We can quote verses, we know doctrine, we know how to act, but we’ve lost our excitement. We’ve lost the thrill that we once had—that we’re saved and that we want to see other people saved, and we really want to raise our family for God, and we’re not going to make excuses. I get so tired of some of you. Your kids did not grow up for God, but you want to pretend that they did. I am not going to walk up to your face and embarrass you, but why don’t you face the facts, and get right with God, and start doing something with the years you have left? Paul operated with four motivational factors, and they’re right here for us to see so that we can do our very best.
The number one motivation that the apostle Paul had was that he always remembered judgment day. He could not see himself being judged for what he was, and he couldn’t think about unsaved being judged for their lost state and not do something. See, that’s different from most Christians. Most Christians can quote the doctrine, but they don’t do anything. When was the last time you saw yourself standing at the judgment seat of Christ and asked yourself, “Am I doing my best or am I in semi-retirement for Christ?” Paul talked about the judgment seat of Christ four times in the Bible. In Romans 14, he said, “…every one of us shall give an account of himself to God.” You’re glad that the Riches are going to Africa, you’re sad that the Olsons have to come back from Africa, you’re glad that the Whitecars are going to the mission field, you’re glad for the bus workers, you’re proud of our church. But what about you? What about you? II Corinthians 5:10, “…we must all appear before the judgment seat of Christ…” It’s good doctrine, isn’t it? Do you live like you believe it? Do you believe it?
In I Corinthians 3, Paul compared life to two choices. Either we’re living a life of wood, hay, and stubble or a life of gold, silver, and precious stones. Paul could not get the judgment out of his mind. He knew he was going to give an account, and so are you and I. And we’re going to be judged more harshly if we knew everything and didn’t do anything. We’re going to give an account if we once did something, and we stopped doing it. We’re going to answer to God. A lot of us have pushed it out of our minds. It doesn’t move us anymore. I can preach on the most important issues of life, and it’s like water running over Niagara Falls. It doesn’t touch you. But I want to remind you that the judgment seat of Christ is in every one of our futures, and sooner than many of us think.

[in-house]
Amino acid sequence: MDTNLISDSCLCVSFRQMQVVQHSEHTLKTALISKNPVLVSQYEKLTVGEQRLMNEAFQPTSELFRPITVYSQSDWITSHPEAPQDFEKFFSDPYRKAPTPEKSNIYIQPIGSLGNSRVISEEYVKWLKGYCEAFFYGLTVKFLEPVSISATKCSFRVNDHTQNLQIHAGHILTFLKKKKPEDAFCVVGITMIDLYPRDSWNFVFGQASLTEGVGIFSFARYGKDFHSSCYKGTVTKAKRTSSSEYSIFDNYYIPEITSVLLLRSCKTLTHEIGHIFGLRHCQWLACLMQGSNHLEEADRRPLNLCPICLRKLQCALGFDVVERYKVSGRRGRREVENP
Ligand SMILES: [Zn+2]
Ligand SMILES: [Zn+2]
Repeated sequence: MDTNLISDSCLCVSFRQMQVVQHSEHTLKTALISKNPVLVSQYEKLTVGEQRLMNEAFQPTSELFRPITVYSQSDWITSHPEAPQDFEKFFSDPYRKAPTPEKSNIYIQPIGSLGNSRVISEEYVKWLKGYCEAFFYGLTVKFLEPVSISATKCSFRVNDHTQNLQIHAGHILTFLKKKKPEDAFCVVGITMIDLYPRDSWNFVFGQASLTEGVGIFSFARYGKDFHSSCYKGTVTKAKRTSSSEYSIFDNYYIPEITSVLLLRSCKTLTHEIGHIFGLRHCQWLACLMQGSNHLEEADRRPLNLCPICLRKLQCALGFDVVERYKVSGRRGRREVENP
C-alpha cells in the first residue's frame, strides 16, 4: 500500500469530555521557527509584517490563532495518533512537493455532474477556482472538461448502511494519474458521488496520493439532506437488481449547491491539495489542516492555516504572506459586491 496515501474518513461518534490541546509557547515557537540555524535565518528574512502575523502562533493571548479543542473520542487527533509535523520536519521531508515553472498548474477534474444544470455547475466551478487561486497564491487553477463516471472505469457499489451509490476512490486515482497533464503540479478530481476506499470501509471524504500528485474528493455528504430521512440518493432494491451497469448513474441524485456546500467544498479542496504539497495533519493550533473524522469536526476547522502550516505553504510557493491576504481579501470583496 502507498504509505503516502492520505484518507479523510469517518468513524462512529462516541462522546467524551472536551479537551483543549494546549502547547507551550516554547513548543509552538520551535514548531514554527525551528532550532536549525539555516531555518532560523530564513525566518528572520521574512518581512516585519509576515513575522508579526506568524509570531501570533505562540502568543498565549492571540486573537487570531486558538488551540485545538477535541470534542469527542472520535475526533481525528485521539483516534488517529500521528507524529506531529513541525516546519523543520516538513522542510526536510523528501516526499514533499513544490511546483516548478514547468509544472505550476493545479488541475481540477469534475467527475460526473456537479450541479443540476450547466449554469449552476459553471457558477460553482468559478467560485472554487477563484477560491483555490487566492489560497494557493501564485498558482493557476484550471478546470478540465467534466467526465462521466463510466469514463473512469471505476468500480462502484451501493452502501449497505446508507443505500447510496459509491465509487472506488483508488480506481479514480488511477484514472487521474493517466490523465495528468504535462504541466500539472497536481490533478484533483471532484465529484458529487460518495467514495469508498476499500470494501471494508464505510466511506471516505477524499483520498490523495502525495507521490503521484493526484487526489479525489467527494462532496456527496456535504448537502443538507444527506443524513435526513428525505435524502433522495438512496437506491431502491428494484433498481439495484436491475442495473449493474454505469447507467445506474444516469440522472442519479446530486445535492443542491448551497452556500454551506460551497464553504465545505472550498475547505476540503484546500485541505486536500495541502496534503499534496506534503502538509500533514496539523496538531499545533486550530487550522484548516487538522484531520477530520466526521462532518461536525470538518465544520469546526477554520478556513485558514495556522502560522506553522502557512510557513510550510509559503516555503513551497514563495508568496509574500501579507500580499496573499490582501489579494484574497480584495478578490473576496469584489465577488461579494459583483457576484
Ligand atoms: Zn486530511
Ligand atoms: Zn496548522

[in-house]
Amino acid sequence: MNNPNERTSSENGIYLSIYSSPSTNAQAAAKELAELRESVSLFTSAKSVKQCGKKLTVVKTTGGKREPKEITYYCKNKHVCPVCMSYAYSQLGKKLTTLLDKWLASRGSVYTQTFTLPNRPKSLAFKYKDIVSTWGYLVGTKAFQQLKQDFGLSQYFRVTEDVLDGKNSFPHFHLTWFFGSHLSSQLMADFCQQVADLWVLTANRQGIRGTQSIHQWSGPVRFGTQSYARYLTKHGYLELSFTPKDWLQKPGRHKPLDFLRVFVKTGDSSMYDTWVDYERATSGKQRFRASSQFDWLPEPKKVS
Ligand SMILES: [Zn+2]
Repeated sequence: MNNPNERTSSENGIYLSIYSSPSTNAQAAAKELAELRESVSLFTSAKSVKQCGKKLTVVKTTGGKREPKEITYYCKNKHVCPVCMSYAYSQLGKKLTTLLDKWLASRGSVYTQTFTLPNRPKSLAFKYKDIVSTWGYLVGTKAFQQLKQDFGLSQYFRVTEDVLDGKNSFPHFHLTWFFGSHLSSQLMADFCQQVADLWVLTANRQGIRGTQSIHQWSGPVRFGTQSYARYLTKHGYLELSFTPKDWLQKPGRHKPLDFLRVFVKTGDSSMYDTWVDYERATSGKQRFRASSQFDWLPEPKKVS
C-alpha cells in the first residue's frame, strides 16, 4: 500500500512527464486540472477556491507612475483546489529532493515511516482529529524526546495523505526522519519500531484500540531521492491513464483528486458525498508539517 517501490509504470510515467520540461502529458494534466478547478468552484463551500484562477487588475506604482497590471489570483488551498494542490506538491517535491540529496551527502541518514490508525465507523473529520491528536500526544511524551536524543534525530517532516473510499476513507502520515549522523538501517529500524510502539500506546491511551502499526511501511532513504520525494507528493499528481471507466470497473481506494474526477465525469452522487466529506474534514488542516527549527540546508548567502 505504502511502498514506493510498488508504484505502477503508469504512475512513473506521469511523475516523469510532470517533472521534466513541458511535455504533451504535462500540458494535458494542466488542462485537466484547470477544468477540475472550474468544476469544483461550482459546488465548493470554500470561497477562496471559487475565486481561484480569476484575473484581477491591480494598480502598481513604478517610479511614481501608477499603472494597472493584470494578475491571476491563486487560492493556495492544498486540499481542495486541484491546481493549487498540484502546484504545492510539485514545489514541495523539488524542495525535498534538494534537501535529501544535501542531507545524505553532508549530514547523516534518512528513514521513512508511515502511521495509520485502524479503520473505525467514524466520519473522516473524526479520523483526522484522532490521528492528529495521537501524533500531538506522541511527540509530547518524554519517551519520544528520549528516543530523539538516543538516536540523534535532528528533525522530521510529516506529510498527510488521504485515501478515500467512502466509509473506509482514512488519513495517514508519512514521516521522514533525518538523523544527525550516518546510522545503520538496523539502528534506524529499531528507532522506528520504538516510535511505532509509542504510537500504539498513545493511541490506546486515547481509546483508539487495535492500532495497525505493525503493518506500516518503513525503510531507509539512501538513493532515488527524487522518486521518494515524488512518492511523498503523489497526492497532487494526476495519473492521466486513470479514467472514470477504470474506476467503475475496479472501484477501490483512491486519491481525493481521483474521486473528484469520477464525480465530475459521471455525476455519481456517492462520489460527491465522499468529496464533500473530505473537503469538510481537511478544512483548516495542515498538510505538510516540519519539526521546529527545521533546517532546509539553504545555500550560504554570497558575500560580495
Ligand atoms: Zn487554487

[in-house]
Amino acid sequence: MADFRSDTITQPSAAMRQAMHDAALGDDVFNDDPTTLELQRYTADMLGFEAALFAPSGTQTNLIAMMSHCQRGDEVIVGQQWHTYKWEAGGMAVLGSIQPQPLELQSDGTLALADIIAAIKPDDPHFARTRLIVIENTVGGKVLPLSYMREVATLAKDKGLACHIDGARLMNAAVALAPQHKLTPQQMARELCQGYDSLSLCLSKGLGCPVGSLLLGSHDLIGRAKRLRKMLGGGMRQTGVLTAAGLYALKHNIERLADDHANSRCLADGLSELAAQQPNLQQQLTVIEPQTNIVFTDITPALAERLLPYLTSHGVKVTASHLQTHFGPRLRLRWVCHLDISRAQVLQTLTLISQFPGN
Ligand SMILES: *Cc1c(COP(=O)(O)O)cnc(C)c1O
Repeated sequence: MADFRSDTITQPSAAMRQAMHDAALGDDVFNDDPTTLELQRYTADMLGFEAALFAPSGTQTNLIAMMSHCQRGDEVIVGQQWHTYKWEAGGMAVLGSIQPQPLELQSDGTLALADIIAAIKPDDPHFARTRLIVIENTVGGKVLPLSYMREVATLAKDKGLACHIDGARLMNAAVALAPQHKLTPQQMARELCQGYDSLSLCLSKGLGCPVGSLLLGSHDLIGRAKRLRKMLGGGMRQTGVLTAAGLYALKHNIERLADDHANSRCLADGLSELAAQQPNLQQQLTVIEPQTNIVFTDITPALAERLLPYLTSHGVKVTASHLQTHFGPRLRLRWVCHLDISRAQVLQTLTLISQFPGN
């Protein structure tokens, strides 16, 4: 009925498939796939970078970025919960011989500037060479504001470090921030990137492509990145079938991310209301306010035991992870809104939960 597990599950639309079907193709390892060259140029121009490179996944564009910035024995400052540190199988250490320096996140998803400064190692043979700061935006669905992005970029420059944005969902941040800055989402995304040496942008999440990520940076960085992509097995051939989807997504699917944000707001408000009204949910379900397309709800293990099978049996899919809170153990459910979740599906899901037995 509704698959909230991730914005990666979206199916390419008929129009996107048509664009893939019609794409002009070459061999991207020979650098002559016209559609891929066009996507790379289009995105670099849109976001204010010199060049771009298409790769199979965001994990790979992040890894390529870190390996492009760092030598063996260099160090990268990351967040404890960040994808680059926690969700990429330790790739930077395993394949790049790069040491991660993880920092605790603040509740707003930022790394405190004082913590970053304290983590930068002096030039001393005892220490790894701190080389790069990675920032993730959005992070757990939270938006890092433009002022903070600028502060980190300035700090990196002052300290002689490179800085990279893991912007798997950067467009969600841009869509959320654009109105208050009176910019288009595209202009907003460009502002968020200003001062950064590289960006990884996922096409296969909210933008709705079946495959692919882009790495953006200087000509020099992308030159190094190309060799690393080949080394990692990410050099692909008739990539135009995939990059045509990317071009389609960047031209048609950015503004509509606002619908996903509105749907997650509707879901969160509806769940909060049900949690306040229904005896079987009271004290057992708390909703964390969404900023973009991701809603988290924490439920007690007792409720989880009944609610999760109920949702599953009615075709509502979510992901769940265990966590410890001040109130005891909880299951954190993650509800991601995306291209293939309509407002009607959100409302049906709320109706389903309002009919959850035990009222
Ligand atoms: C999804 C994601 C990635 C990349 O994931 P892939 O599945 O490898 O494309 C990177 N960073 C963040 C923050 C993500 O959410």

Again verse one says, “And I charge thee therefore before God, and the Lord Jesus Christ, who shall judge the quick and the dead at his appearing and his kingdom…” Young Timothy was going to be the apostle Paul’s successor. Can you imagine trying to follow Paul the apostle? But if you look at Christian history, you’ll find that he was a very good successor. Young Timothy was the pastor of the church at Ephesus. I have had the opportunity to stand in that colosseum where they had a huge rally to the goddess Diana. We don’t know exactly what happened, but Timothy was there protesting. Somebody took a sword and ran it through him. But we just want to get along with the “town fathers,” don’t we? I get so tired of people thinking it’s so important how our sewer is run. They ran a sword through him, and he died—just like his teacher died, and just like, there’s a good chance some in this room will die. Paul had a good successor, and he was teaching him those same motivations that challenged him. “I charge thee therefore before God, and the Lord Jesus Christ, who shall judge the quick and the dead at his appearing and his kingdom…”
He speaks of two judgments. First, at his appearing at the rapture of the church, the judgment seat of Christ. He lived knowing he would be judged, but also that the unsaved will be judged. Now we should not be rude, but I think the devil uses that on us more than anything else. “Well, I don’t want to offend them.” They’re going to hell, friend. And we ought to remember that. He says at His kingdom, and then also at the great white throne. There will stand those who rejected Him. If you want motivation this Christmas season to use the Music Night, to use the banquet, to use Christmas Sunday morning, think about answering for your neighbors, and your fellow workers, and your relatives—answering for their souls. Think about their being judged and sent to hell for ever and ever and ever. If you could get somebody to come out and you don’t, you’ll answer to God. But also, they’ll burn in hell—that hell you say you believe in, but don’t live like you do.